Accommodating the miners: a comparative study of industrial relations and community involvement in some South Yorkshire coalmining townships, 1855-1894
Spaven, Patrick John, 1949- (1978) Accommodating the miners: a comparative study of industrial relations and community involvement in some South Yorkshire coalmining townships, 1855-1894. PhD thesis, University of Warwick.
WRAP_THESIS_Spaven1_1978.pdf - Requires a PDF viewer such as GSview, Xpdf or Adobe Acrobat Reader
WRAP_THESIS_Spaven2_1978.pdf - Requires a PDF viewer such as GSview, Xpdf or Adobe Acrobat Reader
Official URL: http://webcat.warwick.ac.uk/record=b1750185~S9
This thesis is a social history of coalminers in an area
which comprised the greater part of the developed South
Yorkshire coalfield by the end of. the period under study,
1855-1894. Mining did not become the dominant industry in
this area until the 1850s and the influx of men and capital
was superimposed on a network of communities, many
economically and politically advanced.
Industrial relations were shaped by the ease with which the
union and its institutionalisation of collective bargaining
took root in these open, mobile, communities, in the absence
of a large residential coalowning class. This generalisation,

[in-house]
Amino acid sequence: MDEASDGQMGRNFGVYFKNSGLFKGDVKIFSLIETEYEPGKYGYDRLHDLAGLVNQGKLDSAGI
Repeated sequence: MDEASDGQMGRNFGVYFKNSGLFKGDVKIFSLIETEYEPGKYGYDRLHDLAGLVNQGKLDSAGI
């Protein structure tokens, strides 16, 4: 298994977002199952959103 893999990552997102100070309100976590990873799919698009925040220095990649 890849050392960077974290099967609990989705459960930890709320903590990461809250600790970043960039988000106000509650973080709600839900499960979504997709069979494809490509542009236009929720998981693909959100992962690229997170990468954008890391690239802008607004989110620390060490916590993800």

however, masks some important contrasts. One or two powerful
landed coal proprietors did exist and maintained effective
paternalistic regimes which were not conducive to unionism.
Other coalowners, mostly absentee, invoked the anger of their
employees by attempting less enlightened forms of control or
by their inability or unwillingness to conform to. district
norms in pay and other'aspects of industrial practice.
Outside the pits, the miners in this district tended to enjoy a freedom from constraints, imposed elsewhere by a monolithic employer class. Political and institutional power in the moreindustrialised townships rested primarily in the hands of a Liberal industrial, professional and tradesman class which included few coalowners and had everything to gain by accommodating the miners, or at least their leaders. This accommodation became effective during the early.
1870s and laid the foundation for a lasting 'Lib-Lab alliance in local and parliamentary politics.
Social relations in these communities were, however, complex
and at times fragmentary. The concern of this study is as
much with what caused divisions within the communities, as
with what held their constituent groups together.
|Item Type:||Thesis or Dissertation (PhD)|
|Subjects:||H Social Sciences > HD Industries. Land use. Labor
D History General and Old World > DA Great Britain
|Library of Congress Subject Headings (LCSH):||Mineral industries -- England -- South Yorkshire, Industrial relations -- England -- History, Miners -- England -- Social conditions, Communities -- England -- South Yorkshire, South Yorkshire (England) -- Economic conditions -- 19th century, South Yorkshire (England) -- Social life and customs -- 19th century|
|Official Date:||April 1978|
|Institution:||University of Warwick|
|Theses Department:||Department of Social History|
|Format of File:|
|Extent:||2 v. (726 leaves : ill.,charts)|
Actions (login required)
Downloads per month over past year